1 : a proclamation by a Russian emperor or government having the force of law
2 a : a proclamation having the force of law
Did You Know?
English speakers adopted ukase more or less simultaneously from French (ukase) and Russian (ukaz) in the early 18th century. The word can be traced further back to the Russian verb ukazat', meaning "to show" or "to order," and its ultimate source is an ancient root that led to similar words in Latin, Sanskrit, and Old Church Slavic. A Russian ukase was a command from the highest levels of government that could not be disobeyed. But by the early 19th century, English speakers were also using ukase generally for any command that seemed to come from a higher authority, particularly one that was final or arbitrary.
"On December 31, 1810, the Emperor issued a ukase lifting all restrictions on exports from Russia and on imports coming by sea, while at the same time imposing a heavy tariff on goods arriving overland, most of which came from France." — James Traub, John Quincy Adams: Militant Spirit, 2016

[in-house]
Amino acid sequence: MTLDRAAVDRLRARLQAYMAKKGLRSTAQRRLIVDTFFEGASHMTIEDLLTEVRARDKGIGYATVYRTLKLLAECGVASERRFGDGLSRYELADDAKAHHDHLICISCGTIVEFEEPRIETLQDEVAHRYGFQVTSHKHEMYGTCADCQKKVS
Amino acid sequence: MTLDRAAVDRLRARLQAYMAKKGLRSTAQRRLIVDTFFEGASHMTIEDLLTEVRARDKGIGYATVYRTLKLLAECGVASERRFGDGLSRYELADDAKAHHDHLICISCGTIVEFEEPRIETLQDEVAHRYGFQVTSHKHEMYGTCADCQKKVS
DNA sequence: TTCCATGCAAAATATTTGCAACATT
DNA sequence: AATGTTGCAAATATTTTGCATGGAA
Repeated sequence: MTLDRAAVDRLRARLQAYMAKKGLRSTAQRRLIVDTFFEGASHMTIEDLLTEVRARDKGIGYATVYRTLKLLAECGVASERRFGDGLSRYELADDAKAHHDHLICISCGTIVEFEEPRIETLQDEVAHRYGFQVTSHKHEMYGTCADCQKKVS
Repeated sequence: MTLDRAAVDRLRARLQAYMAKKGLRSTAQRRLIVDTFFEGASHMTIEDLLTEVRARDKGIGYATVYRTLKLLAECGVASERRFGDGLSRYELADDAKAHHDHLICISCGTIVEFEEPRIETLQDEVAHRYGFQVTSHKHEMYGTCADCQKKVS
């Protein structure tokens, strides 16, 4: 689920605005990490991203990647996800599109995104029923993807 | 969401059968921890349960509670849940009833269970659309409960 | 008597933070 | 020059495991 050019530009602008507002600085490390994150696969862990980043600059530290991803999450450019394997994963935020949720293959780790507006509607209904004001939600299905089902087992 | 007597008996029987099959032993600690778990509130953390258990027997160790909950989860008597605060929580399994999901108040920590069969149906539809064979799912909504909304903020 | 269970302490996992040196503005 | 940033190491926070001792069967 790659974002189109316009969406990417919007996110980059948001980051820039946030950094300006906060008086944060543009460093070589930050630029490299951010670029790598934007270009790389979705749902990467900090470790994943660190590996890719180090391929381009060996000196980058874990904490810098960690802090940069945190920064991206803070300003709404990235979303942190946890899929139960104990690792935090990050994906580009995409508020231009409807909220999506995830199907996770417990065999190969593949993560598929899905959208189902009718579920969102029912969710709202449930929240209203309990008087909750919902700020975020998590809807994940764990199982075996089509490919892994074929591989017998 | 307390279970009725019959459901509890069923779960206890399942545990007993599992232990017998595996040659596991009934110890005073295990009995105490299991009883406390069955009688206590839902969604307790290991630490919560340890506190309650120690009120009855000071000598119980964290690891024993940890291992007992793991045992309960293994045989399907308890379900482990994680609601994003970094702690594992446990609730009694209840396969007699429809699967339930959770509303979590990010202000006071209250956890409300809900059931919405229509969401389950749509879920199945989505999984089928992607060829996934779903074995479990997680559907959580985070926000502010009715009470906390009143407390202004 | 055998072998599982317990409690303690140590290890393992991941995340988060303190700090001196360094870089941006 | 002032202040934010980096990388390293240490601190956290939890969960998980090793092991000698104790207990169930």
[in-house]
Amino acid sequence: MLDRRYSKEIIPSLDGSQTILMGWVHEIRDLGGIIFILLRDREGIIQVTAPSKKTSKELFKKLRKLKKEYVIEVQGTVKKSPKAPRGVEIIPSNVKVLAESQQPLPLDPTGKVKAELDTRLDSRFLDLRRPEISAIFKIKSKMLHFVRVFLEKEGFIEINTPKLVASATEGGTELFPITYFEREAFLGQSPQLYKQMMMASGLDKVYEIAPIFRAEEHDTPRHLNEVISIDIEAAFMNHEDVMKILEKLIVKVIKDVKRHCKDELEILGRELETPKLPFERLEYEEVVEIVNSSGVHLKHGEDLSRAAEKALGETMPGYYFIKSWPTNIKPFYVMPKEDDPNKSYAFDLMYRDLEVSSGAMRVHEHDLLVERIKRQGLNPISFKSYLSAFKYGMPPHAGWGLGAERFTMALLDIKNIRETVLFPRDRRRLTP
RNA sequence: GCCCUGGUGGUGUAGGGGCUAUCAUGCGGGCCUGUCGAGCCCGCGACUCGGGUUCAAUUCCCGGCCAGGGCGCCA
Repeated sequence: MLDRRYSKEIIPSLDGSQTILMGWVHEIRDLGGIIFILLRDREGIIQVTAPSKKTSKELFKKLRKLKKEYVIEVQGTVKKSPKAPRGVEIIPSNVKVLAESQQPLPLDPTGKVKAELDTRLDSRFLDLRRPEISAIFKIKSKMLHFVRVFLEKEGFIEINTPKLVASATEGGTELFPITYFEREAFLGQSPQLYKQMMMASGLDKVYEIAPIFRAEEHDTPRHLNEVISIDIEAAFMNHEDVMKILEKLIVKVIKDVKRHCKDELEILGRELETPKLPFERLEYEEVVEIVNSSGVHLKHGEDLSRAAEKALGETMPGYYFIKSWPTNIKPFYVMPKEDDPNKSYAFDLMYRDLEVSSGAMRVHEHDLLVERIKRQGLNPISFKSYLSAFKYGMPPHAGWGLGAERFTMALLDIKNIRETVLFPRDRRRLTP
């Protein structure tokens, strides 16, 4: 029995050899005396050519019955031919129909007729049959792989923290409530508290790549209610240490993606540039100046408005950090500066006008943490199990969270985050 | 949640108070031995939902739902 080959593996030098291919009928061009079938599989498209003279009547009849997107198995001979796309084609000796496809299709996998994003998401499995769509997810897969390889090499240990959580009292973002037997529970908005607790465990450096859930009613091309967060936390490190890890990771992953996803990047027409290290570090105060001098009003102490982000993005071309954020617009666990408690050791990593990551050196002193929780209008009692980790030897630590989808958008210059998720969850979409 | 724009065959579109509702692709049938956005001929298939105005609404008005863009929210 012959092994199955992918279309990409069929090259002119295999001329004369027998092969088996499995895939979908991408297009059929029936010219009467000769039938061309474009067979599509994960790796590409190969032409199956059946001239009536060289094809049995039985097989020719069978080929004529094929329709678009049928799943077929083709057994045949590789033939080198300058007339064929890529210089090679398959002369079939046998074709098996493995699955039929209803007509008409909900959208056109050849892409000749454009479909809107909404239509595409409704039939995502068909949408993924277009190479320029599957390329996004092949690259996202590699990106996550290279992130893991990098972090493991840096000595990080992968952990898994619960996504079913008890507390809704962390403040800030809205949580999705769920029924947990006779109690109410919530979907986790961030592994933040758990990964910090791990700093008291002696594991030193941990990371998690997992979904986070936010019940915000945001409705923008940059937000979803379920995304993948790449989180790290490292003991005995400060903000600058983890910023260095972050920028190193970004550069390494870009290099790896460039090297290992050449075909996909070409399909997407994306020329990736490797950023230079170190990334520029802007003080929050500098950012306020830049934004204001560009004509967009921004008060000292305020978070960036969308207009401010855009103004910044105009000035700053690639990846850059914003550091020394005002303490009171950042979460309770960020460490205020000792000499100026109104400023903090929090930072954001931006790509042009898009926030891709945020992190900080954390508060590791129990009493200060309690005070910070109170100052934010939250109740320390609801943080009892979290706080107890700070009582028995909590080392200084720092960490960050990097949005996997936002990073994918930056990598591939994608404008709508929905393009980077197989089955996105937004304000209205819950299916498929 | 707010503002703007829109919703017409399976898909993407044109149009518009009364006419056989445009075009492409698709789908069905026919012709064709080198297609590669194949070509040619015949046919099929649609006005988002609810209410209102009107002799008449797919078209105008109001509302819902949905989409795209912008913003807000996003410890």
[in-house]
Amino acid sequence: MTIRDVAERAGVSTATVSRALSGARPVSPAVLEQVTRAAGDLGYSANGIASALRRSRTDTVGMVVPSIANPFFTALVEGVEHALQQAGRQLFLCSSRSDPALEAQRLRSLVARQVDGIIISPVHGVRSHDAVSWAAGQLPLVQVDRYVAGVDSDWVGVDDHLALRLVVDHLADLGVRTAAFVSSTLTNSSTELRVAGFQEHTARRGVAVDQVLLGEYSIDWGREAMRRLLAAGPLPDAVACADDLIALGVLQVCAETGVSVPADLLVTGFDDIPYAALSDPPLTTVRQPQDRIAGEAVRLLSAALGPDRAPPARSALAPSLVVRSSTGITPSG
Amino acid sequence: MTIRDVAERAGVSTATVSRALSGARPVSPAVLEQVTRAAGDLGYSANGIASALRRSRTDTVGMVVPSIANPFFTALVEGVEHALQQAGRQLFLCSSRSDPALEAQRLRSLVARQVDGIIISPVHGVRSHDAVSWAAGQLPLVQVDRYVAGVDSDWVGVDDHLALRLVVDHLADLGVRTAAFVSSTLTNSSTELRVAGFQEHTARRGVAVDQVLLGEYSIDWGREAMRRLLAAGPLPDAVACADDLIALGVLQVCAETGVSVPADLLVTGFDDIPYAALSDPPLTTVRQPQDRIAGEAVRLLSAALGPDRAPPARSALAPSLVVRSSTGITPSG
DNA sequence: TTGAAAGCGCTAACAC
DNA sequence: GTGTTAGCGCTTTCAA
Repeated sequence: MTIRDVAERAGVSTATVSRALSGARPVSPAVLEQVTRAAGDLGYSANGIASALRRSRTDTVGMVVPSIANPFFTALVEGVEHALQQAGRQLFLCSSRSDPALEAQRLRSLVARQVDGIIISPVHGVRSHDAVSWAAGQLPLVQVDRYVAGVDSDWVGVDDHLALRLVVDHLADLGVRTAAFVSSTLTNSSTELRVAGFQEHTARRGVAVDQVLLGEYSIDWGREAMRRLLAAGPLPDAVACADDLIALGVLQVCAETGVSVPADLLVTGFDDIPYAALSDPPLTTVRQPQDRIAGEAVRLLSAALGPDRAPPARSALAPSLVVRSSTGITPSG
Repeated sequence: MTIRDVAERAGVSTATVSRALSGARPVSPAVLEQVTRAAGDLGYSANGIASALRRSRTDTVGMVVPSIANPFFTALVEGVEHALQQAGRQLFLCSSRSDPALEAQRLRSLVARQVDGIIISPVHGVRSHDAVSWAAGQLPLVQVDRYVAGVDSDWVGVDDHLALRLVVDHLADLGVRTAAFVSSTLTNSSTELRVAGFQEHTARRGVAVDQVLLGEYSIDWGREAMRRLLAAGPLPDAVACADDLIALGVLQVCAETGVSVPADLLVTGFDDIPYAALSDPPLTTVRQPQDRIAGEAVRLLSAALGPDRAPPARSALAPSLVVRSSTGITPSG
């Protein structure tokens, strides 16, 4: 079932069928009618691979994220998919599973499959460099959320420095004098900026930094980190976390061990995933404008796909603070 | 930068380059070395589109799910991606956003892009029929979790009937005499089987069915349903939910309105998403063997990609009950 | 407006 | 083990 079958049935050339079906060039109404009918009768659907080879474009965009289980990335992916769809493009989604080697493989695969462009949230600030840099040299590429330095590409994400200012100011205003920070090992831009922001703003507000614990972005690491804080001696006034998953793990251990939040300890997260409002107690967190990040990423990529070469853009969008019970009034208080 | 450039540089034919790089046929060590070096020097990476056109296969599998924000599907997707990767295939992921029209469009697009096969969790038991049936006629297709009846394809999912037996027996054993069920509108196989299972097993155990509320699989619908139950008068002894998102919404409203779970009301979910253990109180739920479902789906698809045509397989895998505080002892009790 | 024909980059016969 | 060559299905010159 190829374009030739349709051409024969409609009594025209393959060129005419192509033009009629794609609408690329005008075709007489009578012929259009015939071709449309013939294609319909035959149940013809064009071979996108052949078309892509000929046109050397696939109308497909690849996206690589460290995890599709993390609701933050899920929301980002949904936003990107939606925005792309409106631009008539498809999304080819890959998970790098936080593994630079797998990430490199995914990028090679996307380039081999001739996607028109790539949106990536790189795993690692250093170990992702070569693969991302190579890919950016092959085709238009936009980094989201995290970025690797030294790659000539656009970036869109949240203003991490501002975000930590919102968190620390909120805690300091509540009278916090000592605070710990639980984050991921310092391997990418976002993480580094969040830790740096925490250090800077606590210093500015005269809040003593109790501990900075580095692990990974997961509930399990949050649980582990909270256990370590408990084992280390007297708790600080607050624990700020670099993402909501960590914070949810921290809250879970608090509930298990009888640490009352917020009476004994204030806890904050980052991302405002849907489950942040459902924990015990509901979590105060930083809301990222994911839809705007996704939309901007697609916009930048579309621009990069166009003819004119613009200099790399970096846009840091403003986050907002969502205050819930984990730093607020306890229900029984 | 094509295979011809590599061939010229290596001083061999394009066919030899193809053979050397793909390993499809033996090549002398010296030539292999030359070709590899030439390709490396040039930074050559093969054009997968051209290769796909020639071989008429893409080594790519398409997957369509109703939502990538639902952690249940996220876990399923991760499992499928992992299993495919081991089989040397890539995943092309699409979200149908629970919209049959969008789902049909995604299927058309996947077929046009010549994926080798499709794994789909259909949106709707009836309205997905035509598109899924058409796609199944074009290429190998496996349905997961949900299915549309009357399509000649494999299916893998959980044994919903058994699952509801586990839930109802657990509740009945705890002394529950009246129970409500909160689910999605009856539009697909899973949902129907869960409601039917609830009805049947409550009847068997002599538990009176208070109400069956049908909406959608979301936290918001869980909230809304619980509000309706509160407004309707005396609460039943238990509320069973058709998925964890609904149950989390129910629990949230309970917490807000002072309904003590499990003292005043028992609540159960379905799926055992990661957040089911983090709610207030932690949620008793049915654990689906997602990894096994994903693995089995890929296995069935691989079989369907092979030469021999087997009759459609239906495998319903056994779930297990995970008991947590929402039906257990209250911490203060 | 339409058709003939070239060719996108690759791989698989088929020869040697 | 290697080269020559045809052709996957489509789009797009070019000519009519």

"The Department of Education has issued a ukase … on the use of exclamation marks by seven-year-olds.… Education ministers have concluded that seven-year-olds are … unhealthily addicted to exclamation points …, and have decreed that in this summer's grammar tests for primary school pupils, sentences concluding with an exclamation point may be marked correct only if they begin with How or What." — Jane Shilling, The Daily Telegraph (London), 7 Mar. 2016
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